It gave students a chance to catch up on their work - or, for some, to get some extra sleep - but now "reading week" is to end in one university's English department.
The mid-semester week off from teaching will stop from next academic year in Northumbria University's English and creative writing division.
The change brings English into line with the university's other departments, which teach throughout their 12-week semesters. The change also provides students with an extra two weeks of teaching a year.
Lynn Dobbs, dean of the School of Arts and Social Sciences, said the move would not increase the number of hours taught by individual academics because the English department is hiring three new staff.
Professor Dobbs said staff, students, trade union representatives and senior management were consulted over the course of a year before the changes were made.
She said that although the reading week was also used to provide guidance to students outside normal classroom contact this can be provided throughout the term.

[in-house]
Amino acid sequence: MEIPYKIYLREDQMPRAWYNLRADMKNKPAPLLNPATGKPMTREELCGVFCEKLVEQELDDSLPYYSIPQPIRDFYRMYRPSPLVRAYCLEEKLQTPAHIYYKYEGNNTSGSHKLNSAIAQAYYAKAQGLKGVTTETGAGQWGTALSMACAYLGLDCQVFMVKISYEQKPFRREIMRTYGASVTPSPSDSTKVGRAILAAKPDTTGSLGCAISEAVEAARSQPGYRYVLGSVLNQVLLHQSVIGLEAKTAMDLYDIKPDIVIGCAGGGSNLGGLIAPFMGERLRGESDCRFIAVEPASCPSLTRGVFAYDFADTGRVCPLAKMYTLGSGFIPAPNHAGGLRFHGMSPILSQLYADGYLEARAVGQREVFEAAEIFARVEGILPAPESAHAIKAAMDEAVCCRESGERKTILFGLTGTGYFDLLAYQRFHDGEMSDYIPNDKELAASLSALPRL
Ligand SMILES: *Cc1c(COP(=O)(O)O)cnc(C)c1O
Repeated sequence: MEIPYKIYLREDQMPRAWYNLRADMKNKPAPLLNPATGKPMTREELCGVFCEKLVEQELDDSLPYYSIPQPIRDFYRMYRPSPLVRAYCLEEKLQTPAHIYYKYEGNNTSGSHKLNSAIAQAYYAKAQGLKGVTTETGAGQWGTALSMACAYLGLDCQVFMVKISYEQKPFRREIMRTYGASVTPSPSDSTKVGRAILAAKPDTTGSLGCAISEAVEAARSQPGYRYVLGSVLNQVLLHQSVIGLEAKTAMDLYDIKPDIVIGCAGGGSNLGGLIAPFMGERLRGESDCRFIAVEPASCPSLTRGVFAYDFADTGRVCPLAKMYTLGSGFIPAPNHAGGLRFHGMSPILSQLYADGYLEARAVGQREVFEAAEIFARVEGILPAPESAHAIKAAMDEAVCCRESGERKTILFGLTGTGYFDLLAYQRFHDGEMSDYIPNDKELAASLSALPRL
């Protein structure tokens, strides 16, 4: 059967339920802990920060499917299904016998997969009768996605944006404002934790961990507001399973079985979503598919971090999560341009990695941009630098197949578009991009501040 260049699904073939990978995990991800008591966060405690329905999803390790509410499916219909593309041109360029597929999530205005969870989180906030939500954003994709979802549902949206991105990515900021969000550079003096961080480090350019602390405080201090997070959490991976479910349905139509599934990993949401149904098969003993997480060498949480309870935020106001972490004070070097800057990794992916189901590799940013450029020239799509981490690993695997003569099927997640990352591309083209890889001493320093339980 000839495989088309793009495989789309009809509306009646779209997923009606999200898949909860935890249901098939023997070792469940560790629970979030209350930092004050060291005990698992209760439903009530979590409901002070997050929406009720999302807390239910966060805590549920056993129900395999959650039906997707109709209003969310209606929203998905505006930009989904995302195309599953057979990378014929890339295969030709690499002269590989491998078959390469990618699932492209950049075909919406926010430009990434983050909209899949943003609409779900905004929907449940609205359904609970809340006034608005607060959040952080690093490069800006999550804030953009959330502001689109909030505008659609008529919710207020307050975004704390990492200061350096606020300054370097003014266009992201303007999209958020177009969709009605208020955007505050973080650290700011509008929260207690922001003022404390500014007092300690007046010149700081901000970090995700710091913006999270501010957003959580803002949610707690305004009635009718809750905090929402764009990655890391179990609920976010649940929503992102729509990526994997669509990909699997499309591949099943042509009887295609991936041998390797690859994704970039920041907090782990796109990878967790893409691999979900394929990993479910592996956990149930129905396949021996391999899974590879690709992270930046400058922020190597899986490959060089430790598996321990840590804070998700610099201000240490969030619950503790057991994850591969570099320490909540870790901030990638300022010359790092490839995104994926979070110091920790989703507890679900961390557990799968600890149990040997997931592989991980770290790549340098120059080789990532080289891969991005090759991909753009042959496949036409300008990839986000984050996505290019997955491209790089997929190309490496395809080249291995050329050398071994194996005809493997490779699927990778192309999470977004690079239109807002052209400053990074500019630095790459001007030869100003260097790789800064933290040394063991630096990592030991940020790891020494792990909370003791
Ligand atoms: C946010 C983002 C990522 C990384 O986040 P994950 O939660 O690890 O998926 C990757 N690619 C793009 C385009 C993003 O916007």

"It is about continuity of learning, and we are very confident the guidance that was provided in that week in English can be provided in the rest of the year," she said.
"It is to increase contact time and provide consistency of student experience."
Professor Dobbs acknowledged that a "small number" of staff wanted to keep the reading week.
One staff member said: "For any students who have done a module of something like the 19th-century British novel where they are doing a Dickens or an Eliot a week, reading weeks are important.
"Everybody has their lectures and seminars planned and learning outcomes met in the 11 weeks we currently teach, so I do not see the rationale for an extra week that neither staff nor students want."